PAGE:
Given the criticality of CAS to 2ID's mission, it is unfortunate that the division would receive very little CAS during the opening hours and days of a Korean conflict. Several factors explain this seeming contradiction. First, as Edward Luttwak has argued, North Korea, with over 18,000 air defense weapons, presents an environment too lethal for US aircraft. DOD doctrine lends credence to this line of reasoning, noting that suppression of enemy air defense and air superiority must be achieved before CAS can be executed: still, suppressing 18,000 NPKA weapons would be a time-consuming and perhaps impossible task.[23 ]Finally, if one assumes that the US Air Force and Navy aircraft have been allotted the air superiority and battlefield air interdiction (BAI) missions, the CAS assignment falls by default to the South Korean air force. Since most South Korean aircraft are largely unsuited to the CAS role, the result is almost no CAS for the 2ID in the initial days and perhaps weeks of the conflict.
Forward Basing. Another MTW tenet to emerge from the Gulf War is the vital role of forward-based troops and equipment in US military response time. Forward basing allowed rapidly moving troops from US Army Europe to Southwest Asia and using pre-positioned supplies and equipment from Diego Garcia in the Indian Ocean. Both of these advantages enabled the United States to place far more combat capability on the ground in Southwest Asia than would otherwise have been possible. The successful use of forward-based troops, equipment and supplies during Desert Storm cemented the concept in US strategic planning.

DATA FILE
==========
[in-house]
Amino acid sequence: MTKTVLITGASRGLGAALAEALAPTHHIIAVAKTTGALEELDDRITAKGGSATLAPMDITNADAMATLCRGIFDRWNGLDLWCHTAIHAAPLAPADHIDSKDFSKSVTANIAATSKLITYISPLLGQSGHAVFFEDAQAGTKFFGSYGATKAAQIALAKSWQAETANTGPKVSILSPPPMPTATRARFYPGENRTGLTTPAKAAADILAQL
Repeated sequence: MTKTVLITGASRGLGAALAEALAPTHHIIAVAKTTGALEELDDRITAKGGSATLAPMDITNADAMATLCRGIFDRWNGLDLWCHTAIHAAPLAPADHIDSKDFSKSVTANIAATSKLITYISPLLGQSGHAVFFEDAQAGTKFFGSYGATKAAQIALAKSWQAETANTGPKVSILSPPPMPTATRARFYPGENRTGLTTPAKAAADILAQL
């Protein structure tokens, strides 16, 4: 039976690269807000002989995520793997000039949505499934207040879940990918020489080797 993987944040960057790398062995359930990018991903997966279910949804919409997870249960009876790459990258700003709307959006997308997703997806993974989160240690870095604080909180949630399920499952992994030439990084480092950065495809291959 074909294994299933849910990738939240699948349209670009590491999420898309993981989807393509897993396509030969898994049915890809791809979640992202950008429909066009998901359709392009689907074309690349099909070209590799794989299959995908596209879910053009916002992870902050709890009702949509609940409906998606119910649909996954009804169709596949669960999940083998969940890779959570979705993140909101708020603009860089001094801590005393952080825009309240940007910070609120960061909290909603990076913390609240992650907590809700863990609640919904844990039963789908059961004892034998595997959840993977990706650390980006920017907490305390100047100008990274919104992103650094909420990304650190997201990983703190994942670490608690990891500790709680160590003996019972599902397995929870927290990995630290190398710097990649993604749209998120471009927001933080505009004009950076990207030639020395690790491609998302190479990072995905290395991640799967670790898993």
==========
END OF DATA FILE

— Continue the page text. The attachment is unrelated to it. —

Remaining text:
However, forward basing is not without risk. Dangers range from the loss of basing rights to preemptive strikes by the very enemy these assets are designed to deter. Forward-based forces must be placed so that they are able to respond quickly in an MTW, but not vulnerable to a preemptive strike. Unfortunately, 2ID violates this fundamental forward-basing tenet, placing its units within range of North Korean 130mm and 170mm guns.